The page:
This text was written in response to a recent event, in which a number of radical acts took place from beneath the umbrella of ‘art’. Our project has been to consider the implications of affiliating radical, against-the-grain actions such as these with the art-world.

We began our disquisition with a brief analysis of a number of art-related avant-garde movements, followed by an equally brief assessment of capitalism, and considered the influence of the latter upon the former. The idea of life hinted at by the avant-gardes - Dada’s demolition of restrictive and oppressive structures; the S.I.’s widening of experience and possibility, its refusal to allow instrumentality to curtail imagination; the category-redefining of Fluxus, with its prolific acts of creativity and promotion of the creative life - these were ideas also to be found in the writings of countless psychologists. Running throughout these writings was the prescription of self-knowledge as a means to realize the “innate idiosyncrasy” of the self, and also as an ethical imperative; with the child and the artist being called to mind as a paradigm of the true individual.

In drawing a parallel to psychology we were able to liberate useful ideas from the territory of the art-world, allowing us to come to an understanding of the essence of ‘art’ as a space – a potentiality - that exists within us all. If capitalism acts to define the borders of our meanings and definitions through State ideology, then art, as in-between, works to explode all borders, returning us to a cosmic expanse.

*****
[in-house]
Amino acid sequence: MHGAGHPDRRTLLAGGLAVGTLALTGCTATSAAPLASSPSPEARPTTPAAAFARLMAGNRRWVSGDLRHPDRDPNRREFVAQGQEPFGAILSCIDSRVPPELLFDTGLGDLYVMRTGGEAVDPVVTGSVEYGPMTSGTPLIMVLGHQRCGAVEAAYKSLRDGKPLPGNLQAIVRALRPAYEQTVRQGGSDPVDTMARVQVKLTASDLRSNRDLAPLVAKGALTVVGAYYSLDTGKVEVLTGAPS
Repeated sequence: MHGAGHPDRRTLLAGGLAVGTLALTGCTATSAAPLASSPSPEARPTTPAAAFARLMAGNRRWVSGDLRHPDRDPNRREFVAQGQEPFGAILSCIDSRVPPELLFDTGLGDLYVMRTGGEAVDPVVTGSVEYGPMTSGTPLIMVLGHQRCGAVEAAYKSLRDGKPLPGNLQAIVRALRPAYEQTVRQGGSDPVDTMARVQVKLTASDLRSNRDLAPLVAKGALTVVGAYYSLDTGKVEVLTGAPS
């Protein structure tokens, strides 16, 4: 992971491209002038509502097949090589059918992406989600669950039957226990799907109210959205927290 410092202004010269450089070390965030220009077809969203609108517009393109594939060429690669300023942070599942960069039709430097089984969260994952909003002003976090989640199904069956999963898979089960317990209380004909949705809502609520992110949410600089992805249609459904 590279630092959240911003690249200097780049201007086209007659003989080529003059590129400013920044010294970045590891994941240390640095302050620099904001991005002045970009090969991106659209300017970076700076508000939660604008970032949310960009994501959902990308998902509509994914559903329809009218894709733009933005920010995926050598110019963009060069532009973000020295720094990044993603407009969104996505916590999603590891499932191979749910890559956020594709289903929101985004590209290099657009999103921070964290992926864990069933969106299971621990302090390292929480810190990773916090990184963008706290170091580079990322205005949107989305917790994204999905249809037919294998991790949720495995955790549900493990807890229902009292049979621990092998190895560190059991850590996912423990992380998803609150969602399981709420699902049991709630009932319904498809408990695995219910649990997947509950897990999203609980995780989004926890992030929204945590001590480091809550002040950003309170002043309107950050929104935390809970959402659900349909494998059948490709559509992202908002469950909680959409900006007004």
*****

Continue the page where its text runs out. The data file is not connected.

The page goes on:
In this sense, the ‘artist’ becomes anyone who thinks and acts in a certain way, as anyone who swims as well as walks. Fromm even mentions the artist, alongside the child, as a paradigm of the spontaneous individual, and we see that the ‘artist’ exemplifies many of the desirable traits that are talked about by psychologists. Freeing the notion of the ‘artist’ from the realms of the art-world allows us to understand the broader implications of the idea, returning its potentialities to the discourse of everyday existence. The term is democratized, allowing access to those outside of the art-world, whilst at the same time prompting those inside to look beyond the horizons of their habitus.

The nature of ‘art’ presents a radical challenge to a system that has no place for its fluidity, and this is why, as the organizers of Playing the City recognized, it has frequently assumed an important moral and political role in the modern age. However, as a structure of the State, and as a shelter from the anxiety of negative freedom, ‘art’ can often appear to have a twofold, and often contradictory, purpose. Despite the antithesis of art-world and art-as-sea, the former endures as the keeper of ‘art’, often providing a home to those who fetishize ‘art’; and, as an outpost of the State serving to ameliorate art’s watery threat to the status quo.

Our reflections on Playing the City have highlighted how often the ‘art-world’ may not be an effective place from which to present a radical challenge to our systems, encumbered as it is by its own anchored safety; an anchoring which, in many ways, acts against the true nature of art as we’ve come to define it here; art as sea.

The acts of Playing the City may have been more effective if they were considered first and foremost as radical acts, rather than art acts. If these acts were truly about challenging the status quo, then it is our contention that they would have presented a far greater challenge had they not relied on the crutch of art to legitimize their existence.

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